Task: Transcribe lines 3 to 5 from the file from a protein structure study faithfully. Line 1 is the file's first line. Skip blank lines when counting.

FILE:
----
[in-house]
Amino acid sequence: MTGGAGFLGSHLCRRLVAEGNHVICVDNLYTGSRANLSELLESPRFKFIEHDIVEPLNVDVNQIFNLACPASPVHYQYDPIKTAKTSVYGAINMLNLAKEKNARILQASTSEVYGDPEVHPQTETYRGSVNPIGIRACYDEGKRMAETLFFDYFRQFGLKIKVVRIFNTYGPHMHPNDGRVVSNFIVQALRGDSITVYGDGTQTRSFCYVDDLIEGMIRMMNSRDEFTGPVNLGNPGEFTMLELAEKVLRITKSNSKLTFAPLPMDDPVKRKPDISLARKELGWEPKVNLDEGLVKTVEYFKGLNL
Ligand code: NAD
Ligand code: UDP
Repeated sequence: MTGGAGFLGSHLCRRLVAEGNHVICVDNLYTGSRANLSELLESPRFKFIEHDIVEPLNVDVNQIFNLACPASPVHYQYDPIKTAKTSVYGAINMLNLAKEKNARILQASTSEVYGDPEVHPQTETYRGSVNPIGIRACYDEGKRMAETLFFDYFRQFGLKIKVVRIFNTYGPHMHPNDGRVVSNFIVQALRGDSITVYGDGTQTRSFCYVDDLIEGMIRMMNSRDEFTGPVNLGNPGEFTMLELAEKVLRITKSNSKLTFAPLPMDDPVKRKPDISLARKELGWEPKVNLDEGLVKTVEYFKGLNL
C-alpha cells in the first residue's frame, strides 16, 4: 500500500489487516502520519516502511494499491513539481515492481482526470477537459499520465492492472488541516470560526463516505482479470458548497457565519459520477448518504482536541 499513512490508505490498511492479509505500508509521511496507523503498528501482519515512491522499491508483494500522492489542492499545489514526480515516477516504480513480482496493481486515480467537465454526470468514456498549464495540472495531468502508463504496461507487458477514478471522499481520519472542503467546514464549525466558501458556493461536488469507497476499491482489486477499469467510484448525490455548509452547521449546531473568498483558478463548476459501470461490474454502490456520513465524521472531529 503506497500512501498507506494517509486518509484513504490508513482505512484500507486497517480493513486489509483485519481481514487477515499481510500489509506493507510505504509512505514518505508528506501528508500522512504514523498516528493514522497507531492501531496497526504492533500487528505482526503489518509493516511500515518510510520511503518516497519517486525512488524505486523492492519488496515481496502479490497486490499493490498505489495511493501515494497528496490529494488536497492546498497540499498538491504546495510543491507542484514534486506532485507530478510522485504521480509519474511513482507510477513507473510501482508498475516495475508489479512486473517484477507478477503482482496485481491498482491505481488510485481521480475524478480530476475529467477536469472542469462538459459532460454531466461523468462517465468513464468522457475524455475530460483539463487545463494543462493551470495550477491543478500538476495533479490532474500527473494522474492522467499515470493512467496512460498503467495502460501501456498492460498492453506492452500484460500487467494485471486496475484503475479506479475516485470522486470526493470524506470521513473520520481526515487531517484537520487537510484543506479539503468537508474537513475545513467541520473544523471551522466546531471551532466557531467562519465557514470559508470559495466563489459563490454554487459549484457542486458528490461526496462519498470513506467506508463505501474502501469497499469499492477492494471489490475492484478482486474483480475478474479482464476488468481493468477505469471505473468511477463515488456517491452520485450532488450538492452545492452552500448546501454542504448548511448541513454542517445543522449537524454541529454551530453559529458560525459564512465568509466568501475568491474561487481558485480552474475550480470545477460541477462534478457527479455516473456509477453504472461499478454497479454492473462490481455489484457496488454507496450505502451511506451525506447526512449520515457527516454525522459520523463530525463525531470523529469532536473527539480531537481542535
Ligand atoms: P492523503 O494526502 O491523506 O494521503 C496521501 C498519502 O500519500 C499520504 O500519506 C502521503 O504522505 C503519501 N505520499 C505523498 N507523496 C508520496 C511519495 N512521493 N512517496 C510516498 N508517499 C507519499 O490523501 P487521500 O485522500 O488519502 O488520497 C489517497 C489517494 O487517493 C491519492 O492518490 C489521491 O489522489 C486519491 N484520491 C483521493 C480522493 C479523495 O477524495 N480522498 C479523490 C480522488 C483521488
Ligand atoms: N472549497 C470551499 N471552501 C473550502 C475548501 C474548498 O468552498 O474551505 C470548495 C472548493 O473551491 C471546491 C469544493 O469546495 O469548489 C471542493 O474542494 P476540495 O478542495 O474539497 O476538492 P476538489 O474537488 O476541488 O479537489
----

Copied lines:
Ligand code: NAD
Ligand code: UDP
Repeated sequence: MTGGAGFLGSHLCRRLVAEGNHVICVDNLYTGSRANLSELLESPRFKFIEHDIVEPLNVDVNQIFNLACPASPVHYQYDPIKTAKTSVYGAINMLNLAKEKNARILQASTSEVYGDPEVHPQTETYRGSVNPIGIRACYDEGKRMAETLFFDYFRQFGLKIKVVRIFNTYGPHMHPNDGRVVSNFIVQALRGDSITVYGDGTQTRSFCYVDDLIEGMIRMMNSRDEFTGPVNLGNPGEFTMLELAEKVLRITKSNSKLTFAPLPMDDPVKRKPDISLARKELGWEPKVNLDEGLVKTVEYFKGLNL